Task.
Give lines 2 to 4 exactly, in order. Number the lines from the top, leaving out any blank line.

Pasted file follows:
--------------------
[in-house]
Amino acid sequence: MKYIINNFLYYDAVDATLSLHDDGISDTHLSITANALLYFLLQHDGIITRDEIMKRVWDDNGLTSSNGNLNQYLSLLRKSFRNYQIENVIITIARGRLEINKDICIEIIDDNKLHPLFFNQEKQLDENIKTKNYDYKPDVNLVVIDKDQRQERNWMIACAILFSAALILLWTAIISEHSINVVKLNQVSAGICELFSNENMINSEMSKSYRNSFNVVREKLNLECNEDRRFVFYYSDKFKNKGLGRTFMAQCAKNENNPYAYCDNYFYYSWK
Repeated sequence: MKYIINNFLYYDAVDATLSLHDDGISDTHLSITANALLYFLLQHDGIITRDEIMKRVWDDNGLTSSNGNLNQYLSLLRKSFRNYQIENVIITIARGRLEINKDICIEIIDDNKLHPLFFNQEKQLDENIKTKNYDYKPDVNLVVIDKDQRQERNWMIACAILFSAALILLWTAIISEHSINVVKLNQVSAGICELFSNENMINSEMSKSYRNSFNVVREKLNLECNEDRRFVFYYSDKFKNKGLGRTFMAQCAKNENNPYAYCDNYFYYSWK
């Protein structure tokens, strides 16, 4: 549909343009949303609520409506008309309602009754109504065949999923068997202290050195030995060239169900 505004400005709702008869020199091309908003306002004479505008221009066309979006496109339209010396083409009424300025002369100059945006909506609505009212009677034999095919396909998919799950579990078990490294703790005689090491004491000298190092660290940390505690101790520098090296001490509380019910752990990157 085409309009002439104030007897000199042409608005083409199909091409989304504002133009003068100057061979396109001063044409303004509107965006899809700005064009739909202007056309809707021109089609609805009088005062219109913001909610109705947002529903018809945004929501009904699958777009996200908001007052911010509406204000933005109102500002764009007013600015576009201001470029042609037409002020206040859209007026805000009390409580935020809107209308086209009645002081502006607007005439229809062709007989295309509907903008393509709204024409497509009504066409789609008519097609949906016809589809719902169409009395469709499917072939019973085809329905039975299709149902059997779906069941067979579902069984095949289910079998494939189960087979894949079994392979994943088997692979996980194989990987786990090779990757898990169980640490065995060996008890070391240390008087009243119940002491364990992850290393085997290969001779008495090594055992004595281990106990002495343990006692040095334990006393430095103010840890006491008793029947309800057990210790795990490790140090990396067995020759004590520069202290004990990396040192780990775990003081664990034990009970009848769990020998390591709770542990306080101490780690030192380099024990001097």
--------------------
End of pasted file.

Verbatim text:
Amino acid sequence: MKYIINNFLYYDAVDATLSLHDDGISDTHLSITANALLYFLLQHDGIITRDEIMKRVWDDNGLTSSNGNLNQYLSLLRKSFRNYQIENVIITIARGRLEINKDICIEIIDDNKLHPLFFNQEKQLDENIKTKNYDYKPDVNLVVIDKDQRQERNWMIACAILFSAALILLWTAIISEHSINVVKLNQVSAGICELFSNENMINSEMSKSYRNSFNVVREKLNLECNEDRRFVFYYSDKFKNKGLGRTFMAQCAKNENNPYAYCDNYFYYSWK
Repeated sequence: MKYIINNFLYYDAVDATLSLHDDGISDTHLSITANALLYFLLQHDGIITRDEIMKRVWDDNGLTSSNGNLNQYLSLLRKSFRNYQIENVIITIARGRLEINKDICIEIIDDNKLHPLFFNQEKQLDENIKTKNYDYKPDVNLVVIDKDQRQERNWMIACAILFSAALILLWTAIISEHSINVVKLNQVSAGICELFSNENMINSEMSKSYRNSFNVVREKLNLECNEDRRFVFYYSDKFKNKGLGRTFMAQCAKNENNPYAYCDNYFYYSWK
């Protein structure tokens, strides 16, 4: 549909343009949303609520409506008309309602009754109504065949999923068997202290050195030995060239169900 505004400005709702008869020199091309908003306002004479505008221009066309979006496109339209010396083409009424300025002369100059945006909506609505009212009677034999095919396909998919799950579990078990490294703790005689090491004491000298190092660290940390505690101790520098090296001490509380019910752990990157 085409309009002439104030007897000199042409608005083409199909091409989304504002133009003068100057061979396109001063044409303004509107965006899809700005064009739909202007056309809707021109089609609805009088005062219109913001909610109705947002529903018809945004929501009904699958777009996200908001007052911010509406204000933005109102500002764009007013600015576009201001470029042609037409002020206040859209007026805000009390409580935020809107209308086209009645002081502006607007005439229809062709007989295309509907903008393509709204024409497509009504066409789609008519097609949906016809589809719902169409009395469709499917072939019973085809329905039975299709149902059997779906069941067979579902069984095949289910079998494939189960087979894949079994392979994943088997692979996980194989990987786990090779990757898990169980640490065995060996008890070391240390008087009243119940002491364990992850290393085997290969001779008495090594055992004595281990106990002495343990006692040095334990006393430095103010840890006491008793029947309800057990210790795990490790140090990396067995020759004590520069202290004990990396040192780990775990003081664990034990009970009848769990020998390591709770542990306080101490780690030192380099024990001097």